TIWIR- SAUCER: Savage Planet by Stephen Coonts

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In this installment of This Is What I Read I present SAUCER: Savage Planet by Stephen Coonts.

I’ve always known Coonts as a military writer and have read several of his books.  This was something I picked up on a random visit to Barnes & Noble.

The Saucer series brings science fiction to the forefront and Savage Planet represents the third book, bringing a conclusion to the series and the primary characters; Rip Cantrell, Charley (Charlotte) Pine and Egg Cantrell.  Coonts uses a near-human alien, Adam Solo, marooned on Earth for over 1,000 years, to bring the primary characters to their respective destinies.

With so many reviews out there for this novel I’ll take a different tack and analyze some of it’s structure.  There is sufficient information on our characters in this novel where it can be a standalone read, which was fortunate since B&N didn’t have the first two titles of the series lol.

Coonts begins with Adam Solo and gradually uses his history on Earth to take our heroes around in one, of two, recovered saucers to secure areas to avoid two selfishly ambitious pharmacy moguls and the US government itself, as Solo waits for a starship with his fellow aliens.

There was much more introspection written into Solo and I found myself far more interested in him than the main characters.  I could see how he was important to the lives of the mains as well as the plot, visitors from outer space meet the President, but somewhat lamented the fact that he was secondary in the storyline.  Solo was the adverb, the pronoun, the conjunction that propelled the story along. (In a blog post Coonts does hint at possible stories with Solo as the main character)

On a related note, and this is something I see in many novels, we don’t get too deep into any of the characters.  Perhaps that happened in the first two novels but again, I’ve seen this in many novels.  Maybe it’s done to fit the book into a word or page count …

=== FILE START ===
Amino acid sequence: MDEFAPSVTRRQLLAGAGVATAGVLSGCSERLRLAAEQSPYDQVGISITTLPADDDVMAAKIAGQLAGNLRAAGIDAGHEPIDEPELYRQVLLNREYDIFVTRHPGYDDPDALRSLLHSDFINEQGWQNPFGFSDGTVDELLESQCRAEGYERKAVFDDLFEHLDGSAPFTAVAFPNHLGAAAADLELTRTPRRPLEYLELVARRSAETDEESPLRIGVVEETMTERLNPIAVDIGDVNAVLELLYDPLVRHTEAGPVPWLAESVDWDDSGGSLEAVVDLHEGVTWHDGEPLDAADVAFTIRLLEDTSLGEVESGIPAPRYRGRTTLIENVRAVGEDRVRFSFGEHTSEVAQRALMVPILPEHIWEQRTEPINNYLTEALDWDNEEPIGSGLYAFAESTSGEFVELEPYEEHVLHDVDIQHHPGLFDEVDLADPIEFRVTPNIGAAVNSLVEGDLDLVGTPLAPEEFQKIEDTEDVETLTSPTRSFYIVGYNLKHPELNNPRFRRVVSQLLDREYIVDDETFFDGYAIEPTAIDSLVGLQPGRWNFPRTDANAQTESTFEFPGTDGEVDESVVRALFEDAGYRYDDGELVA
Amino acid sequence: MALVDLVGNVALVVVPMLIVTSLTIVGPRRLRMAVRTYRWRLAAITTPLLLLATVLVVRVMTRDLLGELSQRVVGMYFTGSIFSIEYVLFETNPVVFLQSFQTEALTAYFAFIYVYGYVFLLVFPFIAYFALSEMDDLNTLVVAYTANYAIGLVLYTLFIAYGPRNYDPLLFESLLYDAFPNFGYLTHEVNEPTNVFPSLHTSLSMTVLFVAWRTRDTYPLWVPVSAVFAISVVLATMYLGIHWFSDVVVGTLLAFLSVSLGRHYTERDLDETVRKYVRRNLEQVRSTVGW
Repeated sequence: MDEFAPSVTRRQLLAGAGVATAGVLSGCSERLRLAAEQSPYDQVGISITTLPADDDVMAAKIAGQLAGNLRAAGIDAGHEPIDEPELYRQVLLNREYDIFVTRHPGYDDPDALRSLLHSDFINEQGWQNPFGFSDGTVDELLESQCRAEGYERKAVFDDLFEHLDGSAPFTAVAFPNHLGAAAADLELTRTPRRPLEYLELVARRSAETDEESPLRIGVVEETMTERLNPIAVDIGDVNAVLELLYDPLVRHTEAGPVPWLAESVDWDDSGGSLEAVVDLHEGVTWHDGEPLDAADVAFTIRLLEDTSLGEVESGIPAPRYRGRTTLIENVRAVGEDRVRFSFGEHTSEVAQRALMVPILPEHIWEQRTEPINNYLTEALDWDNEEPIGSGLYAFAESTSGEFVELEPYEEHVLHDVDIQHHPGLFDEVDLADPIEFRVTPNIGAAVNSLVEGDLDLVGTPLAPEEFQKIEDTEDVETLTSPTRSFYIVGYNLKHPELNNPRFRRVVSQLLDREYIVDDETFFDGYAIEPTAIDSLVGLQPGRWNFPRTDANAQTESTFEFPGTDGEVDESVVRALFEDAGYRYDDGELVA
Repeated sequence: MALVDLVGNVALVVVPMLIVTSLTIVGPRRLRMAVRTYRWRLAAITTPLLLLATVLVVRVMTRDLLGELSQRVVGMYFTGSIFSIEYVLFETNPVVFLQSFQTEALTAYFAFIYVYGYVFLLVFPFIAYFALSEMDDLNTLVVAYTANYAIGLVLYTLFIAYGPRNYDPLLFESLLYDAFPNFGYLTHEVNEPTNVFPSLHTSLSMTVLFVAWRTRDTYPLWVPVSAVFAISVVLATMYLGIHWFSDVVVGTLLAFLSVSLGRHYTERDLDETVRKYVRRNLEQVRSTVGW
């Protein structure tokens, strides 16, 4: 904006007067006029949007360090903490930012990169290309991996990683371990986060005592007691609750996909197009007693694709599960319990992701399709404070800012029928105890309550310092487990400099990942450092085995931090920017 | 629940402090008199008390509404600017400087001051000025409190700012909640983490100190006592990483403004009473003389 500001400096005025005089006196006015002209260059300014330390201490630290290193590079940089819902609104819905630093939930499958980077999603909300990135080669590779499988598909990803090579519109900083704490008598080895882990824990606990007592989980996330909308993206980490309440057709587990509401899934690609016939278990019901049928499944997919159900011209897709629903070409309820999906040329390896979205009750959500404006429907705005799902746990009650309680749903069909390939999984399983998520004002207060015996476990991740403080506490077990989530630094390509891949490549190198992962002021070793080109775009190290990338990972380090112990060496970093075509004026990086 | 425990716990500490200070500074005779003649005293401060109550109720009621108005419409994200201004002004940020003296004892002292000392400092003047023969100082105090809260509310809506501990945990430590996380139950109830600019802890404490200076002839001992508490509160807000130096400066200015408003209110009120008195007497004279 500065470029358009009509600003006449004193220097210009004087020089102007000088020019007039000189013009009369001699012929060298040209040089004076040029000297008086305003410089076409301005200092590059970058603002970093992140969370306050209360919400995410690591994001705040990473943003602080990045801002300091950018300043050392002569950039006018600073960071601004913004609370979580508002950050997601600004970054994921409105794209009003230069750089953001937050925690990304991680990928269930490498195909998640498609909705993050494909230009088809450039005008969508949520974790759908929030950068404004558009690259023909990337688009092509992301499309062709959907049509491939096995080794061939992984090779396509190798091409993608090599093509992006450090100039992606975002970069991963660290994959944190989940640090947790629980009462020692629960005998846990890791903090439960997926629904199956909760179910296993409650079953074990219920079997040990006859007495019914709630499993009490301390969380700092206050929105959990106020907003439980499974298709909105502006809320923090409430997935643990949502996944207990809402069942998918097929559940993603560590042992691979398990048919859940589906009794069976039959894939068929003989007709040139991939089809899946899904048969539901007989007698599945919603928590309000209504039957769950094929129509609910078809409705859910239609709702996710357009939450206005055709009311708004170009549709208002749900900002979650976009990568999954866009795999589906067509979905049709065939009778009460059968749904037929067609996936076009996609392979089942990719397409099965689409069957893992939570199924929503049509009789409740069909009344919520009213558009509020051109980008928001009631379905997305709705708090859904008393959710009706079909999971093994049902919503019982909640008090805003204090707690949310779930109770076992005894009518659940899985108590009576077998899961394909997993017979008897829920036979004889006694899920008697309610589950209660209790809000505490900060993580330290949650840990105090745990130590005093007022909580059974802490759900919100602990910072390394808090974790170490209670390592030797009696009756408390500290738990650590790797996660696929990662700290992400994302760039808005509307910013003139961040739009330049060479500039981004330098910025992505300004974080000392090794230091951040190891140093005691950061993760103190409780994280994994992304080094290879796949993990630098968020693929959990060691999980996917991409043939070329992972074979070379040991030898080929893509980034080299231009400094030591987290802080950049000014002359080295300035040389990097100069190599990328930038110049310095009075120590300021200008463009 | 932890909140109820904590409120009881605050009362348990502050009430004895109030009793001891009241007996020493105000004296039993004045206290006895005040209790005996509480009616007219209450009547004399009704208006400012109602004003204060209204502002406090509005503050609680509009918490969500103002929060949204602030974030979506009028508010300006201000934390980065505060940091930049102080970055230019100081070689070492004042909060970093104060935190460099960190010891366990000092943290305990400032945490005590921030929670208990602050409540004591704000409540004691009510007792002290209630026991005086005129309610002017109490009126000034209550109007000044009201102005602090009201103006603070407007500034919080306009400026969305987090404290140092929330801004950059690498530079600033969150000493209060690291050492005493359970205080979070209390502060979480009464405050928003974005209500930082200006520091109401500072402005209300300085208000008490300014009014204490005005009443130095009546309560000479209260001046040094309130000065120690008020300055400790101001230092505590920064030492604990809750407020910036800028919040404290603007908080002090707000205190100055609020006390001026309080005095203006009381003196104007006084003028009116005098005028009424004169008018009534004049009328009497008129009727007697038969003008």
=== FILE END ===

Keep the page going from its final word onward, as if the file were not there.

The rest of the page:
An example I can provide off the top of my head is the book Starship Troopers.  It’s just way too short.  You  really start to get into it about 3/4 of the way in …. then it just ends.

Still, Saucer is a good story I give it a rating of 4/5.

If you wonder what I consider deep character development, my personal standard for getting to know a character is Tom Clancy’s Without Remorse, but that is a novel where the character we get to see inside of is the main character.

Apple Macbook 12 Retina 2016 review

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I’m typing on a MacBook 12 Retina 2016 … and I like it. 😀

With an iPad Mini I wrote about 40,000 words thumb typing on the split keyboard and I was actually ok with that.  But I was always looking for the right physical keyboard to add to the Mini.  I tried two but in the end it was iOS that ended the Mini’s run as a content creation tool.

So I went with a cheap Dell 3531.

I knew what I really wanted though:  an iPad-ish sized machine with a physical keyboard and glorious battery life, but not iOS.  For a long time I had my eye on the Dell XPS 13.

The perfect combination finally appeared in the Macbook 12.  This past Christmas 2016 I put an order in for a refurbished 2016 m3/256 in the correct color, space gray.  I ended up with a new one and a free Apple multi-port dongle for the same price, but that’s another story (caused by UPS).

The thing that made the difference here is MacOS (vs iOS).  There were now no limitations due to software.  The limitations due to having only one USB-C port are mitigated with the dongle.

SIZE:
The approximate size of this laptop is slightly smaller than an iPad Pro.  It is thicker but it will still fit in sleeves designed for a regular iPad.  It will stick out since it is about 0.75 inches wider than an iPad is tall.